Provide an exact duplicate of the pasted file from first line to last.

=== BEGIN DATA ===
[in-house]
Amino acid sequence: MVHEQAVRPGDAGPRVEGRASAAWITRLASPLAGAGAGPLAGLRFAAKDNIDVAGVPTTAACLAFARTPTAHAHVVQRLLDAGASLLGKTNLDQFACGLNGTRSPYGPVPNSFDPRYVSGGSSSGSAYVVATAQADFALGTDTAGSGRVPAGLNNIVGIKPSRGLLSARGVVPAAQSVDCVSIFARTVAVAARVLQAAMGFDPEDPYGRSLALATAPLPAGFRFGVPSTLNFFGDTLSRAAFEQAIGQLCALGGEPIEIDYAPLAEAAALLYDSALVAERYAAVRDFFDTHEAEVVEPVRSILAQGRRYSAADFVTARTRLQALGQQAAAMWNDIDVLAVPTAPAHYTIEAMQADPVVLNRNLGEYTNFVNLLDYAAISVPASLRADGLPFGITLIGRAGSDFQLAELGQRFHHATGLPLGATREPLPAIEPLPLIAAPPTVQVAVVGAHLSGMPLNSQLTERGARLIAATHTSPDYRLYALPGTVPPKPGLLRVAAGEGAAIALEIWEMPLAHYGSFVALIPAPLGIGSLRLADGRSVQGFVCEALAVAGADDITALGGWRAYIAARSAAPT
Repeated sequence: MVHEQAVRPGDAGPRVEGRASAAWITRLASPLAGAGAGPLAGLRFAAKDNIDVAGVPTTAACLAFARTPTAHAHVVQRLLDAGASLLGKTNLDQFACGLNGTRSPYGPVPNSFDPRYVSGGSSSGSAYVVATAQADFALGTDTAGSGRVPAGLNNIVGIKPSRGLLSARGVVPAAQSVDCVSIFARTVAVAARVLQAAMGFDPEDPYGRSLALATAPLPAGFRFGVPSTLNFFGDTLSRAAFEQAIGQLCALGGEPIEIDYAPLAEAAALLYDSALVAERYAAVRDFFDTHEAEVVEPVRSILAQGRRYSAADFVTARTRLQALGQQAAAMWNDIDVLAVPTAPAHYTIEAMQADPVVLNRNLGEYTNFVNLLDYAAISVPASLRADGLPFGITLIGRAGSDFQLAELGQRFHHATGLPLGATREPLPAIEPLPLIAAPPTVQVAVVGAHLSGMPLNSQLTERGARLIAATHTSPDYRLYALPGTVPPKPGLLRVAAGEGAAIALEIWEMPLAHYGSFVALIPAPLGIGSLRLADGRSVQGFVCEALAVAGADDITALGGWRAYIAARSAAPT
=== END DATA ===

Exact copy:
[in-house]
Amino acid sequence: MVHEQAVRPGDAGPRVEGRASAAWITRLASPLAGAGAGPLAGLRFAAKDNIDVAGVPTTAACLAFARTPTAHAHVVQRLLDAGASLLGKTNLDQFACGLNGTRSPYGPVPNSFDPRYVSGGSSSGSAYVVATAQADFALGTDTAGSGRVPAGLNNIVGIKPSRGLLSARGVVPAAQSVDCVSIFARTVAVAARVLQAAMGFDPEDPYGRSLALATAPLPAGFRFGVPSTLNFFGDTLSRAAFEQAIGQLCALGGEPIEIDYAPLAEAAALLYDSALVAERYAAVRDFFDTHEAEVVEPVRSILAQGRRYSAADFVTARTRLQALGQQAAAMWNDIDVLAVPTAPAHYTIEAMQADPVVLNRNLGEYTNFVNLLDYAAISVPASLRADGLPFGITLIGRAGSDFQLAELGQRFHHATGLPLGATREPLPAIEPLPLIAAPPTVQVAVVGAHLSGMPLNSQLTERGARLIAATHTSPDYRLYALPGTVPPKPGLLRVAAGEGAAIALEIWEMPLAHYGSFVALIPAPLGIGSLRLADGRSVQGFVCEALAVAGADDITALGGWRAYIAARSAAPT
Repeated sequence: MVHEQAVRPGDAGPRVEGRASAAWITRLASPLAGAGAGPLAGLRFAAKDNIDVAGVPTTAACLAFARTPTAHAHVVQRLLDAGASLLGKTNLDQFACGLNGTRSPYGPVPNSFDPRYVSGGSSSGSAYVVATAQADFALGTDTAGSGRVPAGLNNIVGIKPSRGLLSARGVVPAAQSVDCVSIFARTVAVAARVLQAAMGFDPEDPYGRSLALATAPLPAGFRFGVPSTLNFFGDTLSRAAFEQAIGQLCALGGEPIEIDYAPLAEAAALLYDSALVAERYAAVRDFFDTHEAEVVEPVRSILAQGRRYSAADFVTARTRLQALGQQAAAMWNDIDVLAVPTAPAHYTIEAMQADPVVLNRNLGEYTNFVNLLDYAAISVPASLRADGLPFGITLIGRAGSDFQLAELGQRFHHATGLPLGATREPLPAIEPLPLIAAPPTVQVAVVGAHLSGMPLNSQLTERGARLIAATHTSPDYRLYALPGTVPPKPGLLRVAAGEGAAIALEIWEMPLAHYGSFVALIPAPLGIGSLRLADGRSVQGFVCEALAVAGADDITALGGWRAYIAARSAAPT